Presidential candidates: As they stand in Kaduna State
With 93, 469, 008 registered voters and a political fervour never seen before, the February 25 election is set to be a watershed in the annals of the country’s democracy.
Kaduna State takes centre stage as one of the key States regarded in political circles as determinants of presidential elections.
Faced with daunting challenges, including worsening economic woes and unabated insecurity, Nigerians are aware of the imperative of electing the best candidate. This awareness has catalysed an unprecedented mobilisation of the electorate and further raises the stakes for the 18 presidential candidates jostling to pilot the affairs of Nigeria for the next four years.
However, only four of the candidates have demonstrated the seriousness required to win the poll, as they move round states across the six geo-political regions to canvass for votes that would hand them victory in the election.
The big four include Mr Peter Obi of the Labour Party, LP, Alhaji Atiku Abubakar of the Peoples Democratic Party, PDP, Asiwaju Bola Ahmed Tinubu of the All Progressives Congress, APC, and Malam Rabiu Musa Kwankwaso of the New Nigeria Peoples Party, NNPP.
For the first time since 1999, the country’s presidential election is a four-horse race in which each of the gladiators has odds that favour their emergence as the President of the Federal Republic of Nigeria.
DAILY POST examines perspectives and permutations of the presidential election in Kaduna, a battleground state that holds the key to Aso Rock.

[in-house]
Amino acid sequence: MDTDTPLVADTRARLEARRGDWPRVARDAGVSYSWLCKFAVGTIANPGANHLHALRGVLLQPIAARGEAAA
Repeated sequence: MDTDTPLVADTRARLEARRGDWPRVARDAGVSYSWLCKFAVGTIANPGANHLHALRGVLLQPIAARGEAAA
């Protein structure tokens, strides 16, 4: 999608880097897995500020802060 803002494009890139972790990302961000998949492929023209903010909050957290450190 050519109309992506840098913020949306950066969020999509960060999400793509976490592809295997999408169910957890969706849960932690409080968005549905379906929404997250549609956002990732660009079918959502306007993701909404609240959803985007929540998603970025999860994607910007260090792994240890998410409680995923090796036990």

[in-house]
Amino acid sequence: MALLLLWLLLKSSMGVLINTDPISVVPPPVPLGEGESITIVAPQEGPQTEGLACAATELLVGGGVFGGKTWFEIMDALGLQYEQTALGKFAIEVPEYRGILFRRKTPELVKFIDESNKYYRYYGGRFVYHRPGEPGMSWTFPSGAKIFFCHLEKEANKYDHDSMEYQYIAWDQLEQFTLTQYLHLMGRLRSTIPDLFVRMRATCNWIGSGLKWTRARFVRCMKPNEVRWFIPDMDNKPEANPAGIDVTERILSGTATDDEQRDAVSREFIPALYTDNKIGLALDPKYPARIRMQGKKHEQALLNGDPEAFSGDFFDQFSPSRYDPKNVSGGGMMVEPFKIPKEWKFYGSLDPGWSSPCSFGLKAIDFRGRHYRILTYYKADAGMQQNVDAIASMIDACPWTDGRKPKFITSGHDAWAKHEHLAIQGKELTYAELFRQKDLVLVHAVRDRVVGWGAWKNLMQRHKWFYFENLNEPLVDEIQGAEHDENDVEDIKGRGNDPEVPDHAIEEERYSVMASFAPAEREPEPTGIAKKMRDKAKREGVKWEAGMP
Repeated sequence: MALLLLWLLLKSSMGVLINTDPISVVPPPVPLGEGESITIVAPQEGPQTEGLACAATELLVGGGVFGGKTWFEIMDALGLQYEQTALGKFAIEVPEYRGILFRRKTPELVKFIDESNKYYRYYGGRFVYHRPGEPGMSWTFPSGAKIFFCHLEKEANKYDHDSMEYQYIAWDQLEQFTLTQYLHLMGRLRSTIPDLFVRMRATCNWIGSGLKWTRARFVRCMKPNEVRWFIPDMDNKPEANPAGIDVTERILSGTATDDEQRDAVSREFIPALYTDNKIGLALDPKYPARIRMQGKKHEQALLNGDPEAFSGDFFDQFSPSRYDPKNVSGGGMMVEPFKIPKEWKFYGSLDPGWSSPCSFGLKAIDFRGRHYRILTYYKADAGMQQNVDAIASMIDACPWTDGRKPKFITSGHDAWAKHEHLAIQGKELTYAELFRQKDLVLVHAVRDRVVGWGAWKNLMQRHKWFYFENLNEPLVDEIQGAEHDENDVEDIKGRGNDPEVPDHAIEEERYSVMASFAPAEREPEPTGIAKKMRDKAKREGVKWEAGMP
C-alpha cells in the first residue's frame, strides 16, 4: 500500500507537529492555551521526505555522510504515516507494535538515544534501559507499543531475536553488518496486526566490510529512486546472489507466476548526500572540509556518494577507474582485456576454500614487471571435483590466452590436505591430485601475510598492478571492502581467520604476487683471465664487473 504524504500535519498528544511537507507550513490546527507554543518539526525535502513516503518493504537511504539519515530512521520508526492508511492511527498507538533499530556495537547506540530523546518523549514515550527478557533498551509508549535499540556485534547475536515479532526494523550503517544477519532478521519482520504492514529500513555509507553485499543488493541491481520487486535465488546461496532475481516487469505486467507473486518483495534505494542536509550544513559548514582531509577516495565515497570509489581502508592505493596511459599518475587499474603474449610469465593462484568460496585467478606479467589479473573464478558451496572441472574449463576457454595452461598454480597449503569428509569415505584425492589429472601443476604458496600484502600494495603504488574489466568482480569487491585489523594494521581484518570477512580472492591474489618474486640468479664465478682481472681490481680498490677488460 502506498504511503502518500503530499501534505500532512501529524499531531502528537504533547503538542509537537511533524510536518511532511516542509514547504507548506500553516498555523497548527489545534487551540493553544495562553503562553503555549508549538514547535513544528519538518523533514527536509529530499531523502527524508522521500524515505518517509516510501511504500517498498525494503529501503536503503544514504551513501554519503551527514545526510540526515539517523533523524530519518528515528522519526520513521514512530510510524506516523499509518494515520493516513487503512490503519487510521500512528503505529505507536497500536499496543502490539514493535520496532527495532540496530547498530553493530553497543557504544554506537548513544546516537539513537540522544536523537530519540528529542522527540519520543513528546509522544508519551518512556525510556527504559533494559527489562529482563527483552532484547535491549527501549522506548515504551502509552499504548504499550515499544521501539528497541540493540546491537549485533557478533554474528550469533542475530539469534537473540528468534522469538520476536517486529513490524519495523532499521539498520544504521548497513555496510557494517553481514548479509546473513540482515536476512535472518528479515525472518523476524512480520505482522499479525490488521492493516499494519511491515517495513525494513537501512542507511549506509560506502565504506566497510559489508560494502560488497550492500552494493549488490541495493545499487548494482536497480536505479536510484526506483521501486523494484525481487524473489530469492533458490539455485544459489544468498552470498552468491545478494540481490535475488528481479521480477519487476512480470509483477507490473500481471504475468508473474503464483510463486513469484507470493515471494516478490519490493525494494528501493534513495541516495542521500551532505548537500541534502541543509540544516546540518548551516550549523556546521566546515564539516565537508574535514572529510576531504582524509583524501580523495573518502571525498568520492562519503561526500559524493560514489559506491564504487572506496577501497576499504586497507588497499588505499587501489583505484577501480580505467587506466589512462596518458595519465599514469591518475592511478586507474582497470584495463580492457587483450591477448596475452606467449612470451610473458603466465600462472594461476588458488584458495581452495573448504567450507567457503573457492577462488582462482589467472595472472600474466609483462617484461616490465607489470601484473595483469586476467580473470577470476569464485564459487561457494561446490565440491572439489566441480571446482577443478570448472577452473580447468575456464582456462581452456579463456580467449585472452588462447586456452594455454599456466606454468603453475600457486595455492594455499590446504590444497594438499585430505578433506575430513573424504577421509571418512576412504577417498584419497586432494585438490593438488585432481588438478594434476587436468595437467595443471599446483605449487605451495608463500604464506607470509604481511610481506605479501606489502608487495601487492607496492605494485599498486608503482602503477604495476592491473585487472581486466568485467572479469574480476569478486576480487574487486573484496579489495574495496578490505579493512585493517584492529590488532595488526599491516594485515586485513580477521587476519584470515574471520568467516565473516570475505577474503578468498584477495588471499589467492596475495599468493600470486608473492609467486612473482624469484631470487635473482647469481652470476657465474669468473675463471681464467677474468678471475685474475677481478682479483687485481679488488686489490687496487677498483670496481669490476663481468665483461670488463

PETER OBI, LP
Mr Peter Obi, the presidential candidate of the Labour Party, has stolen the hearts of youths, women, the working class and the downtrodden and all who are yearning for a genuine change in the political system from “a government of the elite and the few” to an all-inclusive, responsive government capable of lifting the country out of its present nadir and offer the ordinary citizen a sense of belonging in the running of the country.
Youths in their thousands in most parts of Kaduna State have shown unflinching support for Peter Obi, 61, and his running mate, Yusuf Datti Baba-Ahmed, who is an indigene of the state.
From massive support on Facebook, Instagram, Twitter and other social media platforms to overwhelming physical presence at the presidential rallies, supporters of the Labour Party candidate, popularly known as Obidients, have demonstrated an uncommon fervour that leaves no one in doubt that Kaduna State is a stronghold of the party in the North.
Peter Obi’s eloquence― his ability to communicate explicitly his plans on how to tackle the country’s present challenges, notably insecurity, economy and youth unemployment, stands him out as the man that represents the new order. The grim security situation in Kaduna State further served to bolster citizens’ conviction that the Labour Party presidential candidate is the man who can turn things around and bring about the change they desire.